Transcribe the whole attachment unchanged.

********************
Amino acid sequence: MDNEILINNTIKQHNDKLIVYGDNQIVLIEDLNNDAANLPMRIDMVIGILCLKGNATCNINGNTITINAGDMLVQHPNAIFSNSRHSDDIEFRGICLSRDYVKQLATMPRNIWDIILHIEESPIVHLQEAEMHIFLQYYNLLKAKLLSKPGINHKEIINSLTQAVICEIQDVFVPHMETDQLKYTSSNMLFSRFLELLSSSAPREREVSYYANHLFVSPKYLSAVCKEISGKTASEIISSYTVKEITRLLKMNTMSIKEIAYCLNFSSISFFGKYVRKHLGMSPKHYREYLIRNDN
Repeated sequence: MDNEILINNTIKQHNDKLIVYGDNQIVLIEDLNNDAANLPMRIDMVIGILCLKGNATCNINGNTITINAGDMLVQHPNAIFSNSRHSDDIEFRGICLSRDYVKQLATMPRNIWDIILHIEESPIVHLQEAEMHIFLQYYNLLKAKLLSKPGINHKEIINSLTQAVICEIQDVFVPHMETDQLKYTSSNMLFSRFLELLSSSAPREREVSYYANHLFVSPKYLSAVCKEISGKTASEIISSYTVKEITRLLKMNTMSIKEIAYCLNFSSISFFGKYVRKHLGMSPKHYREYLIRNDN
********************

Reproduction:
Amino acid sequence: MDNEILINNTIKQHNDKLIVYGDNQIVLIEDLNNDAANLPMRIDMVIGILCLKGNATCNINGNTITINAGDMLVQHPNAIFSNSRHSDDIEFRGICLSRDYVKQLATMPRNIWDIILHIEESPIVHLQEAEMHIFLQYYNLLKAKLLSKPGINHKEIINSLTQAVICEIQDVFVPHMETDQLKYTSSNMLFSRFLELLSSSAPREREVSYYANHLFVSPKYLSAVCKEISGKTASEIISSYTVKEITRLLKMNTMSIKEIAYCLNFSSISFFGKYVRKHLGMSPKHYREYLIRNDN
Repeated sequence: MDNEILINNTIKQHNDKLIVYGDNQIVLIEDLNNDAANLPMRIDMVIGILCLKGNATCNINGNTITINAGDMLVQHPNAIFSNSRHSDDIEFRGICLSRDYVKQLATMPRNIWDIILHIEESPIVHLQEAEMHIFLQYYNLLKAKLLSKPGINHKEIINSLTQAVICEIQDVFVPHMETDQLKYTSSNMLFSRFLELLSSSAPREREVSYYANHLFVSPKYLSAVCKEISGKTASEIISSYTVKEITRLLKMNTMSIKEIAYCLNFSSISFFGKYVRKHLGMSPKHYREYLIRNDN